In fact, the month ahead isn't going to offer much in the way of criminal cases, either. There's one to be argued on Wednesday, US v. Castleman, about the Federal statute's bar on gun ownership by one convicted of a misdemeanor offense of domestic violence. The statute defines a misdemeanor crime of domestic violence as one which has as an element "the use or attempted use of physical force." As those of us who have handled such cases know, the "force" necessary for conviction can be minimal; as the district court in Castleman put it, many such statutes use "force as a scientific concept relating to the movement of matter." That court, and the 6th, held that the statute requires "force in the sense of violent contact." Haven't read the briefs, haven't heard the argument, but I'm taking the government and giving the points.
It wasn't until the 13:52 mark in the oral argument before the Ohio Supreme Court in State v. Bonnell that anybody addressed the real issue in the case, in a question posed to Bonnell's lawyer by Justice O'Neil: "Counsel, what you're really advocating here today is meaningful appellate review" of consecutive sentences. Whether the court's ultimate decision will be a step toward that is anybody's guess.
Well, we got our raise.
The last time assigned counsel fee caps were increased in Cuyahoga County, the Berlin Wall was still standing. The caps limit the amount of fees which can be paid on any particular case, regardless of how much time you spend on it, and the caps are among the worst in the state; only eight counties have lower ones. The result is that you can spend a week in trial on a third degree felony and get 600 bucks for your trouble. A lawyer in Dayton, Columbus, or Youngstown would get paid five times that much.
Everybody agreed that the rates were an abomination, even Prosecutor Tim McGinty. When an independent study commissioned by him recommended that the caps be tripled, he conceded at a public meeting on the study that "anyone who thinks the fees shouldn't be raised doesn't know what he's talking about." The CCDLA, the local criminal bar, had been working with the judges on the fees even before that, so it was just a matter of time and how much.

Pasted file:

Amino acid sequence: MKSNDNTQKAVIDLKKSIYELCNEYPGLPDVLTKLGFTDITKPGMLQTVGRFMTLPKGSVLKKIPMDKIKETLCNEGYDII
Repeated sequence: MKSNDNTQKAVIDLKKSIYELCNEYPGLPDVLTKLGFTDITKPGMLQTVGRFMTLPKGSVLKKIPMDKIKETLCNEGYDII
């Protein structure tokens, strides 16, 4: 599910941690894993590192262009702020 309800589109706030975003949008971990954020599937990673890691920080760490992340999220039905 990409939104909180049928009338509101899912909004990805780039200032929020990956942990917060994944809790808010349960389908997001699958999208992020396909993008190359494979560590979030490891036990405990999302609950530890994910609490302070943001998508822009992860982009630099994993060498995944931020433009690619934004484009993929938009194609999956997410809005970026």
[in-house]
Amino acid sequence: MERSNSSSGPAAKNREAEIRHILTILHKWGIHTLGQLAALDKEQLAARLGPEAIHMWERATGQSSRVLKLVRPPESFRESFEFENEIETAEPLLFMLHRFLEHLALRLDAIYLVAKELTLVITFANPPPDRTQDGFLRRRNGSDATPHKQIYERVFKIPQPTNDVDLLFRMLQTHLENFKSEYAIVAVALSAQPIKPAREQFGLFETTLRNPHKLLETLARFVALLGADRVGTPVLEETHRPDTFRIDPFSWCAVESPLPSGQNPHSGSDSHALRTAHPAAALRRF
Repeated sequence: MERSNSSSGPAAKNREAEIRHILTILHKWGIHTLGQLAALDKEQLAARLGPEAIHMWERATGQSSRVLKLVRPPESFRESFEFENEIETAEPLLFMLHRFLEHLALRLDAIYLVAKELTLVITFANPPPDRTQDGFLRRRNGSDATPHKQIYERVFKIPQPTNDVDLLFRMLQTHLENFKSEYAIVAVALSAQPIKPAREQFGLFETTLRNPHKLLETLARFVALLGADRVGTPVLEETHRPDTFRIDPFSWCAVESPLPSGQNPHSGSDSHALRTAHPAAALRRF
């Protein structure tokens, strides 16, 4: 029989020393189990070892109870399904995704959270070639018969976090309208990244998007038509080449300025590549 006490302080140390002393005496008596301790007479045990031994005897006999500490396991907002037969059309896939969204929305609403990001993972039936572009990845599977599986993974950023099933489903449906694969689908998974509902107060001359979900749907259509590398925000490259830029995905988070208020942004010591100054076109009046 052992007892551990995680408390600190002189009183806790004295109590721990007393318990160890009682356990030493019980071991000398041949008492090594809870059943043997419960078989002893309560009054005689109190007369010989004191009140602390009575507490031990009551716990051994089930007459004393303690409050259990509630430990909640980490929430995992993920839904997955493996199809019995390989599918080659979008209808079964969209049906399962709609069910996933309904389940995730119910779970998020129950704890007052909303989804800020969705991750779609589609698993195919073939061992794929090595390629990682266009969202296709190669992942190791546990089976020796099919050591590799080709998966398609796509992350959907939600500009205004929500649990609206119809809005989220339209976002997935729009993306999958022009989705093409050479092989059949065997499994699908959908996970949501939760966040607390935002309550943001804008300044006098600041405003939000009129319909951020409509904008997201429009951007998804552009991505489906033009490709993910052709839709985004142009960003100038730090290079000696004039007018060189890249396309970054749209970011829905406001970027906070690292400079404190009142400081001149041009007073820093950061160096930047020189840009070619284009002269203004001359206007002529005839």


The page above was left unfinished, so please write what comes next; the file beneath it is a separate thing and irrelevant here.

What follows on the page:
So the time's here -- or will be, on March 1. So how much did we get?
Well, let's not figure on moving up your retirement date, Sparky.
The average American spends a little over five hours a day watching television. Malik M. Al-Dor should watch more of it, especially crime shows. Criminal trial lawyers in Cuyahoga County are a sorry lot, at least according to criminal appellate lawyers. And one other thing we learn from the spate of decisions from the 8th District over the past two weeks - besides the fact that the number of them in 2013 declined by 13% over 2012 - is that New Year's is a more... um... challenging holiday than Christmas: the court spewed out 19 decisions the day after St. Nick's visit, but mustered the strength to dispense only one the day after the ball fell on Times Square. Make of that what you will.
Just over four years ago, in State v. Smith, the Ohio Supreme Court held that the police couldn't search the cellphone of an arrestee without first getting a warrant. It was a pro-Fourth-Amendment decision from a court that has not been noticeably solicitous toward defendants on that issue, made even more surprising by the fact that many courts which have considered the issue have come to the opposite conclusion. SCOTUS may weigh in: on Friday, the Court's first conference of the year, it will consider not one, but two petitions concerning that question.
The Court will be resolving one issue which has generated a lot of controversy. At the end of the month, it will hear oral arguments in Navarette v. California (link is to the SCOTUSblog page for the case). In 2000, the Court held in Florida v. J.L. that the police couldn't stop a suspect based upon an anonymous tip, unless they were able to corroborate some of the incriminating aspects of the tip. The courts have nonetheless frequently ignored that when it comes to enforcing drunk driving laws. That's what happened to Navarette: the police received an anonymous tip about a possible intoxicated driver, followed the suspected offending car for five miles and, despite not observing any erratic driving, pulled the driver over. Besides presenting an interesting 4th Amendment issue, the case illustrates that the route to the High Court can have humble beginnings; Navarette's lawyer is a sole practitioner, none of the decisions in Navarette's climb up the appellate ladder were even published, and the State of California didn't deign to file a response to the petition for certiorari.